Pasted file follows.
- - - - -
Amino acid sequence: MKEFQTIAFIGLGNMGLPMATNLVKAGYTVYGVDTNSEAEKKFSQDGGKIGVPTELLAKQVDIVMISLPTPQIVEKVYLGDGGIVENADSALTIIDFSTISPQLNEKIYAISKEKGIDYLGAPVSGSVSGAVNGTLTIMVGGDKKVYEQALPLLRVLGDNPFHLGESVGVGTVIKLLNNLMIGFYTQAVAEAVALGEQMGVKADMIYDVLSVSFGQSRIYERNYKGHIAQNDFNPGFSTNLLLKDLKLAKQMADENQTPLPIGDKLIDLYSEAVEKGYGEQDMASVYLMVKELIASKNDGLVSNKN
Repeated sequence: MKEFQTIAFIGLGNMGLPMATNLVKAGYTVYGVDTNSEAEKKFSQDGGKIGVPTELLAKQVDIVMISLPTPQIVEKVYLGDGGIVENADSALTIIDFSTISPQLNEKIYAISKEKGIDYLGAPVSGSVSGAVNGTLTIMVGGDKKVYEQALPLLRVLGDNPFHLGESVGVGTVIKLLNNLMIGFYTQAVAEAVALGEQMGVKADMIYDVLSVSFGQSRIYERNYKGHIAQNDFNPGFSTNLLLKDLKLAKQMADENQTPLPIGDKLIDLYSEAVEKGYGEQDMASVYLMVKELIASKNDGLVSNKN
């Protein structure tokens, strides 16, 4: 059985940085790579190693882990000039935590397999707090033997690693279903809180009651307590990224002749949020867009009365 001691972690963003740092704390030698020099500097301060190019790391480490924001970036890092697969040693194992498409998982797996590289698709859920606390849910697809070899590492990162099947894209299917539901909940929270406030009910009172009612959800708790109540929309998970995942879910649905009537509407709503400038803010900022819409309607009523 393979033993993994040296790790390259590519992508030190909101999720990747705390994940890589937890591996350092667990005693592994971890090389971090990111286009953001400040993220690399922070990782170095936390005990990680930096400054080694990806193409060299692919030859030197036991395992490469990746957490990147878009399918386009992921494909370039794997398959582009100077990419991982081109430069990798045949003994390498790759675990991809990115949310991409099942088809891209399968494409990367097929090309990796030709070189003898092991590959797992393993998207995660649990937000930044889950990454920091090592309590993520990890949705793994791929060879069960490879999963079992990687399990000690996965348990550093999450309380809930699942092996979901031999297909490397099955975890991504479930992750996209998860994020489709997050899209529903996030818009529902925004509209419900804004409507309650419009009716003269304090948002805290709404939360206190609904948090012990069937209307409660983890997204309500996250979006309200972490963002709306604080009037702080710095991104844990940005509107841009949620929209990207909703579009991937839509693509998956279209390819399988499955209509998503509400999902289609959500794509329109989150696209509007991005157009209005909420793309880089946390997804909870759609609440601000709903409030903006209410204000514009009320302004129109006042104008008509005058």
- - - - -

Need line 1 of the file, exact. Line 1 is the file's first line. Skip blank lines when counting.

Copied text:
Amino acid sequence: MKEFQTIAFIGLGNMGLPMATNLVKAGYTVYGVDTNSEAEKKFSQDGGKIGVPTELLAKQVDIVMISLPTPQIVEKVYLGDGGIVENADSALTIIDFSTISPQLNEKIYAISKEKGIDYLGAPVSGSVSGAVNGTLTIMVGGDKKVYEQALPLLRVLGDNPFHLGESVGVGTVIKLLNNLMIGFYTQAVAEAVALGEQMGVKADMIYDVLSVSFGQSRIYERNYKGHIAQNDFNPGFSTNLLLKDLKLAKQMADENQTPLPIGDKLIDLYSEAVEKGYGEQDMASVYLMVKELIASKNDGLVSNKN